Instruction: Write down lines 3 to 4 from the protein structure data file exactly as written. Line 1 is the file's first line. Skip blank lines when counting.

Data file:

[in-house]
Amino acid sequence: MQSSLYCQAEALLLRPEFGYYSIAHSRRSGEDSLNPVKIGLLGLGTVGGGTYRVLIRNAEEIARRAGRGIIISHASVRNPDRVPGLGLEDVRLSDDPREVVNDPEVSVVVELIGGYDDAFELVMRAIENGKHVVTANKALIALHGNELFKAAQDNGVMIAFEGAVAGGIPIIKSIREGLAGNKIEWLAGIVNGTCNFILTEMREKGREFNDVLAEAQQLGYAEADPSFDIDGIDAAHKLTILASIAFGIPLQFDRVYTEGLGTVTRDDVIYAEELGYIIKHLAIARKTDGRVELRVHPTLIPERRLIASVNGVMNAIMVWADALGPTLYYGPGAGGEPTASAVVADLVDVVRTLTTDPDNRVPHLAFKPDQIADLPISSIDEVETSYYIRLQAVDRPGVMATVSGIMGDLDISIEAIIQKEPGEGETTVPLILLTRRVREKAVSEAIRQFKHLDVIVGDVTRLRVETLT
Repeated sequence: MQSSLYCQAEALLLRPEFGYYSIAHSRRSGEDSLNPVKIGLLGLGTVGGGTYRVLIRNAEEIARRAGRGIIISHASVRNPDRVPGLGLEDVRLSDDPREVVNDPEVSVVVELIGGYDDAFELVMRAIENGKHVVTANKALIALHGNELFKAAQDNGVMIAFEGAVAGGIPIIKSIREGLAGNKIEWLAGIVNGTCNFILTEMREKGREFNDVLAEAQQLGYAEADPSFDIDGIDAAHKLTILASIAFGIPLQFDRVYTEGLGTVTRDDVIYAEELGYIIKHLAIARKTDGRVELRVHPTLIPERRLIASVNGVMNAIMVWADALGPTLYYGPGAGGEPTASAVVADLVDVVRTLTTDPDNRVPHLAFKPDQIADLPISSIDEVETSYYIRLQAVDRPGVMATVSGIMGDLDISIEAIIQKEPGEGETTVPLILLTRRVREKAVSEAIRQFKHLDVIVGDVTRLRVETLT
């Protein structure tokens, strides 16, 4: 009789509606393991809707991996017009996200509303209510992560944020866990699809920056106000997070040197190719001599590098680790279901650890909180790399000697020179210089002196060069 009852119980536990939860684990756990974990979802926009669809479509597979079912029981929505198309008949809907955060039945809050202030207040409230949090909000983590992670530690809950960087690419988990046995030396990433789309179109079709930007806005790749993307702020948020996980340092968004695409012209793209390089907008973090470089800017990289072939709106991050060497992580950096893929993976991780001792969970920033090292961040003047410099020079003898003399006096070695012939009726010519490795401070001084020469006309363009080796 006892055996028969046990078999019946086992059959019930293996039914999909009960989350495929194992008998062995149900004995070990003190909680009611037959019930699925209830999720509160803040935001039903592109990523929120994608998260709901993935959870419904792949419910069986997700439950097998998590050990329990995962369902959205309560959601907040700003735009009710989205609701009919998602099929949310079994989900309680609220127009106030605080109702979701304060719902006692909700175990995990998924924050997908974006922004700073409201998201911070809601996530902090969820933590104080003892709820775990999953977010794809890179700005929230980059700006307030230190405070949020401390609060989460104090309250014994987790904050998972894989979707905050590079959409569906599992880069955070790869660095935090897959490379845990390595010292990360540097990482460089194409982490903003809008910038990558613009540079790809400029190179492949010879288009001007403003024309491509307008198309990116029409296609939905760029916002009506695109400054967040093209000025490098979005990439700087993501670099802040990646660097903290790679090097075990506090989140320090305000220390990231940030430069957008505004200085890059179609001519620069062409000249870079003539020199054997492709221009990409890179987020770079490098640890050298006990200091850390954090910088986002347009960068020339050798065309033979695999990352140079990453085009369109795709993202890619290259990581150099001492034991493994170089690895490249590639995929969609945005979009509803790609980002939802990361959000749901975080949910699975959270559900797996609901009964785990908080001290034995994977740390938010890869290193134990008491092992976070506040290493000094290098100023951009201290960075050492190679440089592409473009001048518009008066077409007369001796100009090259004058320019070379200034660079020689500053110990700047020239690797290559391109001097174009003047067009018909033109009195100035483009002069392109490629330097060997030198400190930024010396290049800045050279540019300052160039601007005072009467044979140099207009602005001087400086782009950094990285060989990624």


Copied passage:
Repeated sequence: MQSSLYCQAEALLLRPEFGYYSIAHSRRSGEDSLNPVKIGLLGLGTVGGGTYRVLIRNAEEIARRAGRGIIISHASVRNPDRVPGLGLEDVRLSDDPREVVNDPEVSVVVELIGGYDDAFELVMRAIENGKHVVTANKALIALHGNELFKAAQDNGVMIAFEGAVAGGIPIIKSIREGLAGNKIEWLAGIVNGTCNFILTEMREKGREFNDVLAEAQQLGYAEADPSFDIDGIDAAHKLTILASIAFGIPLQFDRVYTEGLGTVTRDDVIYAEELGYIIKHLAIARKTDGRVELRVHPTLIPERRLIASVNGVMNAIMVWADALGPTLYYGPGAGGEPTASAVVADLVDVVRTLTTDPDNRVPHLAFKPDQIADLPISSIDEVETSYYIRLQAVDRPGVMATVSGIMGDLDISIEAIIQKEPGEGETTVPLILLTRRVREKAVSEAIRQFKHLDVIVGDVTRLRVETLT
């Protein structure tokens, strides 16, 4: 009789509606393991809707991996017009996200509303209510992560944020866990699809920056106000997070040197190719001599590098680790279901650890909180790399000697020179210089002196060069 009852119980536990939860684990756990974990979802926009669809479509597979079912029981929505198309008949809907955060039945809050202030207040409230949090909000983590992670530690809950960087690419988990046995030396990433789309179109079709930007806005790749993307702020948020996980340092968004695409012209793209390089907008973090470089800017990289072939709106991050060497992580950096893929993976991780001792969970920033090292961040003047410099020079003898003399006096070695012939009726010519490795401070001084020469006309363009080796 006892055996028969046990078999019946086992059959019930293996039914999909009960989350495929194992008998062995149900004995070990003190909680009611037959019930699925209830999720509160803040935001039903592109990523929120994608998260709901993935959870419904792949419910069986997700439950097998998590050990329990995962369902959205309560959601907040700003735009009710989205609701009919998602099929949310079994989900309680609220127009106030605080109702979701304060719902006692909700175990995990998924924050997908974006922004700073409201998201911070809601996530902090969820933590104080003892709820775990999953977010794809890179700005929230980059700006307030230190405070949020401390609060989460104090309250014994987790904050998972894989979707905050590079959409569906599992880069955070790869660095935090897959490379845990390595010292990360540097990482460089194409982490903003809008910038990558613009540079790809400029190179492949010879288009001007403003024309491509307008198309990116029409296609939905760029916002009506695109400054967040093209000025490098979005990439700087993501670099802040990646660097903290790679090097075990506090989140320090305000220390990231940030430069957008505004200085890059179609001519620069062409000249870079003539020199054997492709221009990409890179987020770079490098640890050298006990200091850390954090910088986002347009960068020339050798065309033979695999990352140079990453085009369109795709993202890619290259990581150099001492034991493994170089690895490249590639995929969609945005979009509803790609980002939802990361959000749901975080949910699975959270559900797996609901009964785990908080001290034995994977740390938010890869290193134990008491092992976070506040290493000094290098100023951009201290960075050492190679440089592409473009001048518009008066077409007369001796100009090259004058320019070379200034660079020689500053110990700047020239690797290559391109001097174009003047067009018909033109009195100035483009002069392109490629330097060997030198400190930024010396290049800045050279540019300052160039601007005072009467044979140099207009602005001087400086782009950094990285060989990624």